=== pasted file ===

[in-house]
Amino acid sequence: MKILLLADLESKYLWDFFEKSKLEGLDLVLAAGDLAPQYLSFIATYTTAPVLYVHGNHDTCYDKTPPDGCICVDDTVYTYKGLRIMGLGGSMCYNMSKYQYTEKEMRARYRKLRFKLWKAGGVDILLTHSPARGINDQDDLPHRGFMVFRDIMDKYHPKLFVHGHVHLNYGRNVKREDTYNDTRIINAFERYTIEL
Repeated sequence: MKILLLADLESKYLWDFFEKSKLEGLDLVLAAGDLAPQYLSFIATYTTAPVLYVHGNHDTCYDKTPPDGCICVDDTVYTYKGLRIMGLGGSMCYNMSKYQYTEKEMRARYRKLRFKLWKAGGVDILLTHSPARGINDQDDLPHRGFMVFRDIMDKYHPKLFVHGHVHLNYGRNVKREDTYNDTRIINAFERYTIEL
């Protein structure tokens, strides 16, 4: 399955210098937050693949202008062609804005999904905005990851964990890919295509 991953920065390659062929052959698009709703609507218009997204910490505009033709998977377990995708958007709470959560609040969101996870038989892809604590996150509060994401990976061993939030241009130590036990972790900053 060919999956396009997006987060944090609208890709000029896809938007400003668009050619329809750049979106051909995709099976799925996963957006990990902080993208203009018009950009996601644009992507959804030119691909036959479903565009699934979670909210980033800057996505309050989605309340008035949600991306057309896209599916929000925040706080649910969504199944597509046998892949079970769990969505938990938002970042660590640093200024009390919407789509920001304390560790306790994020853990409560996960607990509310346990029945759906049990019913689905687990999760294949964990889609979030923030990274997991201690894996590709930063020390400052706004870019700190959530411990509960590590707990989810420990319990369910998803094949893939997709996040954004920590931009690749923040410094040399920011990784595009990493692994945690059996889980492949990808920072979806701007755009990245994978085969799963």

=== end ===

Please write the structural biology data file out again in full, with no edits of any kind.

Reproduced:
[in-house]
Amino acid sequence: MKILLLADLESKYLWDFFEKSKLEGLDLVLAAGDLAPQYLSFIATYTTAPVLYVHGNHDTCYDKTPPDGCICVDDTVYTYKGLRIMGLGGSMCYNMSKYQYTEKEMRARYRKLRFKLWKAGGVDILLTHSPARGINDQDDLPHRGFMVFRDIMDKYHPKLFVHGHVHLNYGRNVKREDTYNDTRIINAFERYTIEL
Repeated sequence: MKILLLADLESKYLWDFFEKSKLEGLDLVLAAGDLAPQYLSFIATYTTAPVLYVHGNHDTCYDKTPPDGCICVDDTVYTYKGLRIMGLGGSMCYNMSKYQYTEKEMRARYRKLRFKLWKAGGVDILLTHSPARGINDQDDLPHRGFMVFRDIMDKYHPKLFVHGHVHLNYGRNVKREDTYNDTRIINAFERYTIEL
């Protein structure tokens, strides 16, 4: 399955210098937050693949202008062609804005999904905005990851964990890919295509 991953920065390659062929052959698009709703609507218009997204910490505009033709998977377990995708958007709470959560609040969101996870038989892809604590996150509060994401990976061993939030241009130590036990972790900053 060919999956396009997006987060944090609208890709000029896809938007400003668009050619329809750049979106051909995709099976799925996963957006990990902080993208203009018009950009996601644009992507959804030119691909036959479903565009699934979670909210980033800057996505309050989605309340008035949600991306057309896209599916929000925040706080649910969504199944597509046998892949079970769990969505938990938002970042660590640093200024009390919407789509920001304390560790306790994020853990409560996960607990509310346990029945759906049990019913689905687990999760294949964990889609979030923030990274997991201690894996590709930063020390400052706004870019700190959530411990509960590590707990989810420990319990369910998803094949893939997709996040954004920590931009690749923040410094040399920011990784595009990493692994945690059996889980492949990808920072979806701007755009990245994978085969799963």